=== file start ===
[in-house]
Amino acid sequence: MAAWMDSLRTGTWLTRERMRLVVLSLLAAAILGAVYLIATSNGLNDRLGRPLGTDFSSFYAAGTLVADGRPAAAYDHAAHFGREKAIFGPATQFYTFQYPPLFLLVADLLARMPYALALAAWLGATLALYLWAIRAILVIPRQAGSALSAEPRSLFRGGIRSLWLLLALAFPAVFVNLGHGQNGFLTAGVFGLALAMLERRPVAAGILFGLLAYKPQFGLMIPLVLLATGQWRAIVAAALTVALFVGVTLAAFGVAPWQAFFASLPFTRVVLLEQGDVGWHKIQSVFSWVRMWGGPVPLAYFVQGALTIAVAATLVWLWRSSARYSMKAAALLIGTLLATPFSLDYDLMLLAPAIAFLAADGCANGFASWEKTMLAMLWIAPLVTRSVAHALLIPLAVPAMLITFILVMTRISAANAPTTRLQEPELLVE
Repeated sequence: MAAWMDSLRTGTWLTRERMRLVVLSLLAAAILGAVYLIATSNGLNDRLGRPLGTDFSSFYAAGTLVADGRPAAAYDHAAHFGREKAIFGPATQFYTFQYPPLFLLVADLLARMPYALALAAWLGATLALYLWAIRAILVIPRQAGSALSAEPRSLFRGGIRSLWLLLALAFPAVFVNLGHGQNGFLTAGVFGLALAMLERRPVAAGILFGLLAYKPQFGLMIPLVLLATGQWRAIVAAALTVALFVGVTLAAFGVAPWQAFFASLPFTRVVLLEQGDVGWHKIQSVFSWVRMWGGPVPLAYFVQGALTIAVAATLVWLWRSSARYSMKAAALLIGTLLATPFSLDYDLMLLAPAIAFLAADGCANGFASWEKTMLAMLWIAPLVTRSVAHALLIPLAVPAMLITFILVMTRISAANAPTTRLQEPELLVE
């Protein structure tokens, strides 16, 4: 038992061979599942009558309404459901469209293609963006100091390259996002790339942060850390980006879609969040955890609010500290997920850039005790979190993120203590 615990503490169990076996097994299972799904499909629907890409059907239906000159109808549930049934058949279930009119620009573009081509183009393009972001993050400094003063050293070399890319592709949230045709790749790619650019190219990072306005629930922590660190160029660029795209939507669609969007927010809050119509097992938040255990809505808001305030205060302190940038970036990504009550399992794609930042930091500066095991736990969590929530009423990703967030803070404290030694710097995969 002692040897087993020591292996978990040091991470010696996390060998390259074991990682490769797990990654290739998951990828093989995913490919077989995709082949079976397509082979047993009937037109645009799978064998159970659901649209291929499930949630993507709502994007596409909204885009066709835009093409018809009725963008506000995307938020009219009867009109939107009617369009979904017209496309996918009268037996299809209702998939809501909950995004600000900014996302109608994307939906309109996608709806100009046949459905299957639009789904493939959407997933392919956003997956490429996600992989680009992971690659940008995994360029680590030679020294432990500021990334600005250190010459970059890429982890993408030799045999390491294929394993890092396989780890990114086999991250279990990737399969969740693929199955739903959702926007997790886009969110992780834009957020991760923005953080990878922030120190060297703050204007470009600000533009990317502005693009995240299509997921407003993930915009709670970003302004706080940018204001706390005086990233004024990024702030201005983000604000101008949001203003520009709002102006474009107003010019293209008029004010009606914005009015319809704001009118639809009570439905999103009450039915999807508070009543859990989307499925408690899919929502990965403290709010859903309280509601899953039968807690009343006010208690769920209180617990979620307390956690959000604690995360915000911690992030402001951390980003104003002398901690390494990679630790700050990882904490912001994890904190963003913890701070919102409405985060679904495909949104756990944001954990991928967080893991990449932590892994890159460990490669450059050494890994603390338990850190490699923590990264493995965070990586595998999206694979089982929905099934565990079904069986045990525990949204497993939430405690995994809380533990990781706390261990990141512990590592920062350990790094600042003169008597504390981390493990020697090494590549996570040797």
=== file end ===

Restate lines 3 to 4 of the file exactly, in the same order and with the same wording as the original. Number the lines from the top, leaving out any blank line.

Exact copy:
Repeated sequence: MAAWMDSLRTGTWLTRERMRLVVLSLLAAAILGAVYLIATSNGLNDRLGRPLGTDFSSFYAAGTLVADGRPAAAYDHAAHFGREKAIFGPATQFYTFQYPPLFLLVADLLARMPYALALAAWLGATLALYLWAIRAILVIPRQAGSALSAEPRSLFRGGIRSLWLLLALAFPAVFVNLGHGQNGFLTAGVFGLALAMLERRPVAAGILFGLLAYKPQFGLMIPLVLLATGQWRAIVAAALTVALFVGVTLAAFGVAPWQAFFASLPFTRVVLLEQGDVGWHKIQSVFSWVRMWGGPVPLAYFVQGALTIAVAATLVWLWRSSARYSMKAAALLIGTLLATPFSLDYDLMLLAPAIAFLAADGCANGFASWEKTMLAMLWIAPLVTRSVAHALLIPLAVPAMLITFILVMTRISAANAPTTRLQEPELLVE
């Protein structure tokens, strides 16, 4: 038992061979599942009558309404459901469209293609963006100091390259996002790339942060850390980006879609969040955890609010500290997920850039005790979190993120203590 615990503490169990076996097994299972799904499909629907890409059907239906000159109808549930049934058949279930009119620009573009081509183009393009972001993050400094003063050293070399890319592709949230045709790749790619650019190219990072306005629930922590660190160029660029795209939507669609969007927010809050119509097992938040255990809505808001305030205060302190940038970036990504009550399992794609930042930091500066095991736990969590929530009423990703967030803070404290030694710097995969 002692040897087993020591292996978990040091991470010696996390060998390259074991990682490769797990990654290739998951990828093989995913490919077989995709082949079976397509082979047993009937037109645009799978064998159970659901649209291929499930949630993507709502994007596409909204885009066709835009093409018809009725963008506000995307938020009219009867009109939107009617369009979904017209496309996918009268037996299809209702998939809501909950995004600000900014996302109608994307939906309109996608709806100009046949459905299957639009789904493939959407997933392919956003997956490429996600992989680009992971690659940008995994360029680590030679020294432990500021990334600005250190010459970059890429982890993408030799045999390491294929394993890092396989780890990114086999991250279990990737399969969740693929199955739903959702926007997790886009969110992780834009957020991760923005953080990878922030120190060297703050204007470009600000533009990317502005693009995240299509997921407003993930915009709670970003302004706080940018204001706390005086990233004024990024702030201005983000604000101008949001203003520009709002102006474009107003010019293209008029004010009606914005009015319809704001009118639809009570439905999103009450039915999807508070009543859990989307499925408690899919929502990965403290709010859903309280509601899953039968807690009343006010208690769920209180617990979620307390956690959000604690995360915000911690992030402001951390980003104003002398901690390494990679630790700050990882904490912001994890904190963003913890701070919102409405985060679904495909949104756990944001954990991928967080893991990449932590892994890159460990490669450059050494890994603390338990850190490699923590990264493995965070990586595998999206694979089982929905099934565990079904069986045990525990949204497993939430405690995994809380533990990781706390261990990141512990590592920062350990790094600042003169008597504390981390493990020697090494590549996570040797």